Skip to contents
Logan Square, Humboldt Park, Avondale

Would Music Venue Cause Displacement Or Be A Boon To Logan Square/Hermosa? Neighbors Divided Over Proposal

At a community meeting held Saturday, about 55 percent of neighbors voted "yes" and about 45 percent voted "no."

More than 200 people attended a community meeting on the venue earlier this month.
Mina Bloom/Block Club Chicago
  • Credibility:

LOGAN SQUARE — Neighbors are divided over a music venue proposed along the Logan Square/Hermosa border with some saying it would further exacerbate gentrification and others saying it would be an economic boon to the area.

At an emotionally charged community meeting held Saturday afternoon, roughly 55 percent of neighbors in attendance voted “yes” and about 45 percent voted “no,” according to Mark Falanga, the lead developer behind the project. Ald. Felix Cardona Jr.’s 31st Ward office wouldn’t confirm the vote tally, saying they’re continuing to accept votes through the end of the week.

Credit: Provided
The interior of the former marble factory which developers want to turn into a music venue.

Falanga and his partners — Scott Miles and Evan Meister — are looking to repurpose an old marble manufacturing plant at 2537 N. Pulaski Road and convert it into an 1,000-person-capacity music and event venue with a mini food hall. For comparison, Thalia Hall, The Vic and Concord Music Hall all have a similar capacity.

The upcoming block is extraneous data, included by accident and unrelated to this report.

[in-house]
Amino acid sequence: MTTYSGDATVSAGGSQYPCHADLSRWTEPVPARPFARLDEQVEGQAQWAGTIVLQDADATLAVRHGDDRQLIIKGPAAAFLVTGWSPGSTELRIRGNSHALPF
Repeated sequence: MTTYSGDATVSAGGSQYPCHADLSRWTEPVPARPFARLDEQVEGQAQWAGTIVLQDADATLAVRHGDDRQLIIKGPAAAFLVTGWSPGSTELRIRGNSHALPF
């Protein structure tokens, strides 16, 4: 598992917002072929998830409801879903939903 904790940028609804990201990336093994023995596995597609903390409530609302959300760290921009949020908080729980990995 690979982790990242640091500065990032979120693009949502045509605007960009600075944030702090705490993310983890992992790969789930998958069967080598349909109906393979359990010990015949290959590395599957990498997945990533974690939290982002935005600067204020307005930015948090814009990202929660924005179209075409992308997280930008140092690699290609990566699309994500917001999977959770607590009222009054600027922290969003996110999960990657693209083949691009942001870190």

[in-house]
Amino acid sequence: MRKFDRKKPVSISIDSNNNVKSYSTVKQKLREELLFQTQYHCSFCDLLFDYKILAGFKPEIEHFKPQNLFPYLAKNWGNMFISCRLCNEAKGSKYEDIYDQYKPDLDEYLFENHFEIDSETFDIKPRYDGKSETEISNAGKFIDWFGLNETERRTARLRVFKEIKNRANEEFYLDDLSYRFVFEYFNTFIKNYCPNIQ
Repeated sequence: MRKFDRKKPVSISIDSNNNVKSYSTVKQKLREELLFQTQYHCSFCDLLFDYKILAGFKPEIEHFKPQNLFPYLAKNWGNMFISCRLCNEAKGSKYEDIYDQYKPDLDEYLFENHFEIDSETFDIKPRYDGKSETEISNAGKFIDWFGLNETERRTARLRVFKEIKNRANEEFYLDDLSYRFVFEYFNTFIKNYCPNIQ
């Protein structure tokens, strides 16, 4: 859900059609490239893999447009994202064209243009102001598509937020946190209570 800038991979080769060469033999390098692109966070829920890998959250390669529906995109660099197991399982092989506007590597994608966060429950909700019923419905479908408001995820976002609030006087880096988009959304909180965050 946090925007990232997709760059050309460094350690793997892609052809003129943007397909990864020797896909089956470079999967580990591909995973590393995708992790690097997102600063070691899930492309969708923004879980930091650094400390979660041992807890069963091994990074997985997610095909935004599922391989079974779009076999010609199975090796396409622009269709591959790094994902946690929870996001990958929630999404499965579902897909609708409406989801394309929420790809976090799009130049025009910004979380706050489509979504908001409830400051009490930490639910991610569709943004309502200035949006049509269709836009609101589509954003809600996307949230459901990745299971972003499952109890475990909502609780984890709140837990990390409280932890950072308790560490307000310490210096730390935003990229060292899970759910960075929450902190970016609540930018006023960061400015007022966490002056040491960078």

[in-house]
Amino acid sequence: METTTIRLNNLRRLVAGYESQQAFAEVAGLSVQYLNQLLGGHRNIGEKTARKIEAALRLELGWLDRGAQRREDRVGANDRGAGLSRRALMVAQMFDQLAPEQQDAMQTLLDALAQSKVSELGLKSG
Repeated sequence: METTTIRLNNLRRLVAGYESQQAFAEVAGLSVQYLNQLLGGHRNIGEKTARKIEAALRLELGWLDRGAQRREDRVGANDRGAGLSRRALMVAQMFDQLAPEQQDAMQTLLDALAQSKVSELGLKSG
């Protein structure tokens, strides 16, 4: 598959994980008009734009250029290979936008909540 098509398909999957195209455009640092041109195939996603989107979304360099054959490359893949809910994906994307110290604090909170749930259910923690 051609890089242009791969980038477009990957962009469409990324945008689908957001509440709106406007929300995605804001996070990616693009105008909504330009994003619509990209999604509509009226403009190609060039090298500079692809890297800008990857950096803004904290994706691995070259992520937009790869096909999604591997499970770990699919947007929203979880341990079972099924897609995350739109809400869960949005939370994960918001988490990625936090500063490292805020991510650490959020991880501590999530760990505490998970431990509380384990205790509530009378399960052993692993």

The three developers bought the industrial building in April but need a zoning change and other layers of city approval to open the venue. The property is currently zoned for industrial and manufacturing use.

“If you vote yes, you’re taking a building that’s been vacant for 11 years, generating nothing for the community and creating a cultural, economic and visual benefit to the neighborhood,” Falanga said.

Gentrification took the spotlight at Saturday’s meeting, which ran nearly three hours long. Some said they’re worried the so-called “hipster concert venue” will drive up rents and property taxes and push longtime residents of their homes. A few neighbors heckled the developers during their lengthy presentation, demanding they address the issue of gentrification.

“Sure, the music venue alone will not cause gentrification. It is benefitting from gentrification, it is further going to hurt us, further going to displace,” said Lissette Castaneda with the Logan Square Neighborhood Association.

An emotional Castaneda also noted that a property tax increase is on the horizon.

“Places like this? They just further that. They just make it harder for us. They just do. We’ve seen it. We have the statistics,” she said.

Credit: Mina Bloom/Block Club Chicago
Lissette Castaneda with Logan Square Neighborhood Association at Saturday’s meeting.

Another resident said while the project seems like a “really cool idea” on the surface, she doesn’t support it because it’ll hurt working families.